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Diet and exercise promotion programs reduce risk of type 2 diabetes

Balk EM, Earley A, Raman G, et al. Combined diet and physical activity promotion programs to prevent type 2 diabetes among persons at increased risk: A systematic review for the community preventive services task force Ann Intern Med. 2015; 163: 437-451.

Review question

Do diet and exercise promotion programs prevent type 2 diabetes in at-risk adults and children?


There are approximately 387 million adults living with diabetes worldwide and this number is expected to almost double by 2035. Effective prevention programs – such as promoting diet and exercise – are needed to slow the number of new diabetes cases. However, since these programs are relatively new, few studies have examined the effectiveness of combined diet and exercise promotion programs in the community and how they affect rates and risk of type 2 diabetes (T2D).

How the review was done

This is a systematic review and meta-analysis of 53 studies (randomized controlled trials and single-group studies lasting longer than 6 months) published from 1991 to 2015. Study participants included adults or children with prediabetes (higher than normal blood sugar levels which put people at risk of diabetes).

The studies all measured the impact of diet and exercise programs on preventing T2D in people at high-risk.  The programs had to include at least 2 sessions (in person or online) offering advice about improving both diet and activity levels over at least 3 months.  The researchers measured the number of people who developed T2D, as well as blood sugar levels, body weight and health factors associated with T2D such as indicators of heart or kidney disease, nerve damage (neuropathy) and blood pressure.

What the researchers found

The majority of included studies focused on adult participants, rather than children. Participants in diet and exercise promotion programs were significantly less likely to develop diabetes and more likely to return to normal blood sugar levels than those who received the usual care and these effects appeared to last in the long term.  

Diet and exercise promotion programs also improved weight, blood pressure and cholesterol levels compared with usual care.  Adults in more intensive programs lost more weight and were less likely to develop diabetes than those in less intensive programs.  More research is needed to measure the effects of these types of programs on other diabetes-related risks such as heart disease.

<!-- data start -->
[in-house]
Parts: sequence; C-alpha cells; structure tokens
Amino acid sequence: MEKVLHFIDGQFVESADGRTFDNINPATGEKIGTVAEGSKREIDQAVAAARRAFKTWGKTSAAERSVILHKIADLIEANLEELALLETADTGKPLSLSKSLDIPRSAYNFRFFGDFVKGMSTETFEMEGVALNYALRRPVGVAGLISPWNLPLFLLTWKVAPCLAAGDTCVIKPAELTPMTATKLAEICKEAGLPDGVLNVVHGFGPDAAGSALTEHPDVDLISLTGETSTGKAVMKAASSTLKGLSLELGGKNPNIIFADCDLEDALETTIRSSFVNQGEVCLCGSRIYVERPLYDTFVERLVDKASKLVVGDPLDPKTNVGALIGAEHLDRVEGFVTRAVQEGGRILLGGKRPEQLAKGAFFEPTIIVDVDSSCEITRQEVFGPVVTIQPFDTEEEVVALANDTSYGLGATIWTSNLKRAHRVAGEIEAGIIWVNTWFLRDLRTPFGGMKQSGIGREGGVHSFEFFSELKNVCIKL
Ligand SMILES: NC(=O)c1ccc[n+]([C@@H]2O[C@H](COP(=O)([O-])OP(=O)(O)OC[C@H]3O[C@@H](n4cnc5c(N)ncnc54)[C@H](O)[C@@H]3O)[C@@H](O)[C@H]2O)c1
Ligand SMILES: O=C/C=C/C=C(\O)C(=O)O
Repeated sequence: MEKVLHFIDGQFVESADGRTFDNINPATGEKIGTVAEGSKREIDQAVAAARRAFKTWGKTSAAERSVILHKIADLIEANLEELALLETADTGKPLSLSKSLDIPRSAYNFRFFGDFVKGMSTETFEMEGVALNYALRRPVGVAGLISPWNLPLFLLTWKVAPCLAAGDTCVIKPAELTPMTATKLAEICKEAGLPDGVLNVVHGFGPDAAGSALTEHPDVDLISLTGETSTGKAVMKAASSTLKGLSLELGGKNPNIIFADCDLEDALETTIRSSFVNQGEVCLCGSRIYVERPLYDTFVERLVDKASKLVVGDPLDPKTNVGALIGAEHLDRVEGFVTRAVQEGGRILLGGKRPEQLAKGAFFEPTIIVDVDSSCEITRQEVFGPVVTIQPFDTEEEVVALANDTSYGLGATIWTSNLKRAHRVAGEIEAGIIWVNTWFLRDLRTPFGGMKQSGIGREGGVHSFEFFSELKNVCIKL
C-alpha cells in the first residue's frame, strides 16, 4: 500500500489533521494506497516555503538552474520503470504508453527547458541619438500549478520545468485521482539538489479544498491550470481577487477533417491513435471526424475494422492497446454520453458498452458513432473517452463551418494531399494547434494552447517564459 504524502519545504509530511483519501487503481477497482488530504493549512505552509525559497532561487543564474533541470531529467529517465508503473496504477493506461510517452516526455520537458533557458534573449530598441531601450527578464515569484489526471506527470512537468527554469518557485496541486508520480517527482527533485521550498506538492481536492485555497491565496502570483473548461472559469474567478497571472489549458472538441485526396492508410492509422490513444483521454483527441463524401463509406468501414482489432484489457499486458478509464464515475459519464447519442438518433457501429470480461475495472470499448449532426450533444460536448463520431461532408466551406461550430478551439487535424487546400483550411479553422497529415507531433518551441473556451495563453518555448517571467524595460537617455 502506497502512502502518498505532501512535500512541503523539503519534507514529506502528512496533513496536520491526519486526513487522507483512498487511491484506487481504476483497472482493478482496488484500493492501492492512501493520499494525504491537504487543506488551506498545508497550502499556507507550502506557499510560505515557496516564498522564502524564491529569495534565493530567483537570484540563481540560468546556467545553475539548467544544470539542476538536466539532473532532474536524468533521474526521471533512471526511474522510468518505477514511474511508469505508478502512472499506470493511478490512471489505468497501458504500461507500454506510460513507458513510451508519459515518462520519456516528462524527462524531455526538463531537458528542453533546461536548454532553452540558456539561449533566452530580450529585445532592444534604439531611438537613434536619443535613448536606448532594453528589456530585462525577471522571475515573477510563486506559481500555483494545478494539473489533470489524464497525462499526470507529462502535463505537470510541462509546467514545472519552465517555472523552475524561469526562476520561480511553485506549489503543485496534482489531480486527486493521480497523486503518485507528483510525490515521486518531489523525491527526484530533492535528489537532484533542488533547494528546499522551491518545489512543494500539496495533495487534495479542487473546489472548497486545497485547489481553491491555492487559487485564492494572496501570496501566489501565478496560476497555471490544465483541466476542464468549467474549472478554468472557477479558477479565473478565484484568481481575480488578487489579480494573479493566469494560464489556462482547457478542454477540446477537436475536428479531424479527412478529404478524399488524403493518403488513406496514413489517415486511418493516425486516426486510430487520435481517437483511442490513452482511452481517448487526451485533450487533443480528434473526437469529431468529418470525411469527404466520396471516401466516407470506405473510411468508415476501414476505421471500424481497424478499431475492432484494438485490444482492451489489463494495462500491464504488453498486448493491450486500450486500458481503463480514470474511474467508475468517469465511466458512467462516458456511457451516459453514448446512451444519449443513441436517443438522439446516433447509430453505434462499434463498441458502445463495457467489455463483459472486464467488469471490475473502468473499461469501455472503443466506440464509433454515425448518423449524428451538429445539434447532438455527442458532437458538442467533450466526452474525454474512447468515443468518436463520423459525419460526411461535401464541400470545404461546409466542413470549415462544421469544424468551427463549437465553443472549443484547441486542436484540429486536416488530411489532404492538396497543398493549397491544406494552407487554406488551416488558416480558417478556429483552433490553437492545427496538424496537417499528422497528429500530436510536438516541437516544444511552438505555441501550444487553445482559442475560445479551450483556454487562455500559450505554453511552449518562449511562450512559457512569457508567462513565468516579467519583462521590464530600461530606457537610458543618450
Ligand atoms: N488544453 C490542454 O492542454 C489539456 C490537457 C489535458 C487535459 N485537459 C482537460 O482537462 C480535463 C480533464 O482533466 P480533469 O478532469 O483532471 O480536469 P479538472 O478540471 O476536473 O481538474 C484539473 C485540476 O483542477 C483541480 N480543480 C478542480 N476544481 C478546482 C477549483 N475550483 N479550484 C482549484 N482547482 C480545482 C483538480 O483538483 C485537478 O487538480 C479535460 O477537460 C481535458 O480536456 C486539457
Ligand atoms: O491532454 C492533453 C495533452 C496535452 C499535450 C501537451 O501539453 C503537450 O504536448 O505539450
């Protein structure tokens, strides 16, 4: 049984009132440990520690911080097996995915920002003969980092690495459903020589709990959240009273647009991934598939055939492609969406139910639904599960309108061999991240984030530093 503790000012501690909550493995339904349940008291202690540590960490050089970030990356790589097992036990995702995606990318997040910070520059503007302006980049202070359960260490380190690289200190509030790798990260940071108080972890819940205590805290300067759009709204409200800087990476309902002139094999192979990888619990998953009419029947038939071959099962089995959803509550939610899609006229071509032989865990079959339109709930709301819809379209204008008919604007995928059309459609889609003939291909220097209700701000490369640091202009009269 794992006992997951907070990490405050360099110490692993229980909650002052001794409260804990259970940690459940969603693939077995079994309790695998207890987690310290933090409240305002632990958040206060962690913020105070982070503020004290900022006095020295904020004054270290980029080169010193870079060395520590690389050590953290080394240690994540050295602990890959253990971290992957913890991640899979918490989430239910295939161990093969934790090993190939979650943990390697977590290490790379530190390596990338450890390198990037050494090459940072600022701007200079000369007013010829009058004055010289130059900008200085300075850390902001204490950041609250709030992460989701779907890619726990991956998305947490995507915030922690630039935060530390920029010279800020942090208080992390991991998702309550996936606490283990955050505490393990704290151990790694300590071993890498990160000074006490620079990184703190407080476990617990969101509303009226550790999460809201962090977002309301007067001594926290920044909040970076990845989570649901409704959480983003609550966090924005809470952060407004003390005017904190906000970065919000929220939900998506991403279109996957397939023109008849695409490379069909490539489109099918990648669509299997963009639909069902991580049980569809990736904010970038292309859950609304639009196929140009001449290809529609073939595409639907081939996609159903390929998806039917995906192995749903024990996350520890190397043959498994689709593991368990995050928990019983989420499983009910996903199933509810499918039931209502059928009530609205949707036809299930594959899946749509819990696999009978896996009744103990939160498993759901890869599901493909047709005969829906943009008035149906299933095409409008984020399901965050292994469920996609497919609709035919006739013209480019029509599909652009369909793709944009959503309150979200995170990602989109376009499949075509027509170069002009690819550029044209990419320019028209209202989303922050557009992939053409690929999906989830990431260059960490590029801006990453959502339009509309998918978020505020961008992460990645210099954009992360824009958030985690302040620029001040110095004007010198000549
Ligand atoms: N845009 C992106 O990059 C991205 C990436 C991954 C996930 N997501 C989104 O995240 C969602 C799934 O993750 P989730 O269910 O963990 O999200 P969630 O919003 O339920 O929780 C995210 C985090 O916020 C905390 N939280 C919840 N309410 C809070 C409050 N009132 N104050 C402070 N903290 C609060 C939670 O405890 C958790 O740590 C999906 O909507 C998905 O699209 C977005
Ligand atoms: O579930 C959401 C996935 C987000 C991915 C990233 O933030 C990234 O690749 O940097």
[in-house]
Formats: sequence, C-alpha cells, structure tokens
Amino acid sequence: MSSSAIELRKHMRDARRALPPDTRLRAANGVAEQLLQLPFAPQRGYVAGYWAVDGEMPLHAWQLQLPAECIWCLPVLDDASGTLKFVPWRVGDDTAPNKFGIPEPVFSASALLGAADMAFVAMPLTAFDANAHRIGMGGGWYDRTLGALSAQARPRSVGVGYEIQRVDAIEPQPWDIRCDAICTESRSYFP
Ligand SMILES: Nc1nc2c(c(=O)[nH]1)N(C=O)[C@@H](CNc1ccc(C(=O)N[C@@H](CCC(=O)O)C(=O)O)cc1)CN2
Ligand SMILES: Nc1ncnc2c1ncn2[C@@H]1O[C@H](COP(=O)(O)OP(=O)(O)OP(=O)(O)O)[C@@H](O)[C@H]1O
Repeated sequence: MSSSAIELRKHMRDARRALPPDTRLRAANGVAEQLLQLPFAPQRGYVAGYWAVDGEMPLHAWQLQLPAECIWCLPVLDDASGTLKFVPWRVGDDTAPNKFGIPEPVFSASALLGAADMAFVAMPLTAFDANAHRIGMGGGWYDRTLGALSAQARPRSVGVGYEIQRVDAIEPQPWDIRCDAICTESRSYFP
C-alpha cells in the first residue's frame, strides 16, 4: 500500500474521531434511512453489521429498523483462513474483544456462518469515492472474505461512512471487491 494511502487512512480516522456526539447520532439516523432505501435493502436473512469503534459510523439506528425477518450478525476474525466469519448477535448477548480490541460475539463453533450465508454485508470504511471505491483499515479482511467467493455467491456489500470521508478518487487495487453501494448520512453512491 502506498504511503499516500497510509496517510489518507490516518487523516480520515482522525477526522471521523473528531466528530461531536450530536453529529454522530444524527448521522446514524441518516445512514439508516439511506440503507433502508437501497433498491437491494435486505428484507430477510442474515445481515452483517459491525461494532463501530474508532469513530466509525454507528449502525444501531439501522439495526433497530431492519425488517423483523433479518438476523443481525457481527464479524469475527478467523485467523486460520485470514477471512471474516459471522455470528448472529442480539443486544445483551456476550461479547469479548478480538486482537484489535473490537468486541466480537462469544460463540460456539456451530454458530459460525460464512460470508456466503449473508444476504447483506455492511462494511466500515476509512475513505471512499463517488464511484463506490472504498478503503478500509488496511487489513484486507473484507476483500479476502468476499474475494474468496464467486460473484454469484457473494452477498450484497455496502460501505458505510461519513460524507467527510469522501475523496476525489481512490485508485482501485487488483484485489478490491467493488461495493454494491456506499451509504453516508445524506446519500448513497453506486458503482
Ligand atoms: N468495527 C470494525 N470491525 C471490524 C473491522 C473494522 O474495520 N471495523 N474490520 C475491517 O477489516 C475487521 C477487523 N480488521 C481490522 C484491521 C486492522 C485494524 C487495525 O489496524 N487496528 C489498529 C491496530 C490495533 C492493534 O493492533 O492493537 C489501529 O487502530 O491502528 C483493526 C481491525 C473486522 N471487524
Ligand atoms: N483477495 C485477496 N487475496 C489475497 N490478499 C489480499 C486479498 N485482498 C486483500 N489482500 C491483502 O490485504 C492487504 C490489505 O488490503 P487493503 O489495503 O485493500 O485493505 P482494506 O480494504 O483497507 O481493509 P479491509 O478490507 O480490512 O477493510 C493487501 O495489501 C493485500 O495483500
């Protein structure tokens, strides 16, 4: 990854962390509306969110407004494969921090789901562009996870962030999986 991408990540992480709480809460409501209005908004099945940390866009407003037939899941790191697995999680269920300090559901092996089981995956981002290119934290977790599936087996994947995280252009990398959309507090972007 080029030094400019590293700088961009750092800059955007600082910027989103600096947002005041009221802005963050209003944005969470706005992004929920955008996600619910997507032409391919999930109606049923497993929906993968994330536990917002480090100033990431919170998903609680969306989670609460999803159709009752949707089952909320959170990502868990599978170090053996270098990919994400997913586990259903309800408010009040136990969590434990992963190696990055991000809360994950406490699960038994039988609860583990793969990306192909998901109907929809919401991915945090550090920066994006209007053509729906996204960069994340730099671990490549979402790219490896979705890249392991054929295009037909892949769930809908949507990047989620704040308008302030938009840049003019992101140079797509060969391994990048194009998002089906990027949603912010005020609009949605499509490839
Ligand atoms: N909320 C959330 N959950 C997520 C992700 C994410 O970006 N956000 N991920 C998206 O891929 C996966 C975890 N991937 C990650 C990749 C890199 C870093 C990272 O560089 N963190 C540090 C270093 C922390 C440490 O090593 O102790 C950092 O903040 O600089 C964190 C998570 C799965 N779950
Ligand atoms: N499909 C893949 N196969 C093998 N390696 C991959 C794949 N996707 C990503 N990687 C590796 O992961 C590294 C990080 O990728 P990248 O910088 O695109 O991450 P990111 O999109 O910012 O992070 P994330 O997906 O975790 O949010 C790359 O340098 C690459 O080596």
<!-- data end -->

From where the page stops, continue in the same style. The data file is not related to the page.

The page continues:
Combined diet and exercise promotion programs help prevent new cases of diabetes and improve risk factors (eg. weight, blood pressure, blood sugar levels) for people with prediabetes.


Advanced statistical methods contrasting and combining results from different studies.
nerve pain
Higher than normal blood sugar levels, but not elevated enough for a type 2 diabetes diagnosis. Indicates an increased risk of developing type 2 diabetes.
Randomized controlled trials
Studies where people are assigned to one of the treatments purely by chance.
Risk factors
Aspects making a condition more likely.
Systematic review
A comprehensive evaluation of the available research evidence on a particular topic.

Related Web Resources

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    There are three main types of fat: unsaturated, saturated and trans fat. Unsaturated fats can help improve cholesterol levels and lower inflammation and are found in olive oil, avocados, nuts, seeds and fish. Trans fats are common in fast foods, and can increase your risk of heart disease, stroke, diabetes and other chronic conditions.
  • Medication for type 2 diabetes

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    Talk to your doctor about diabetes medications. Consider your treatment goals, age, weight, health conditions and other medications when deciding if a drug is right for you.
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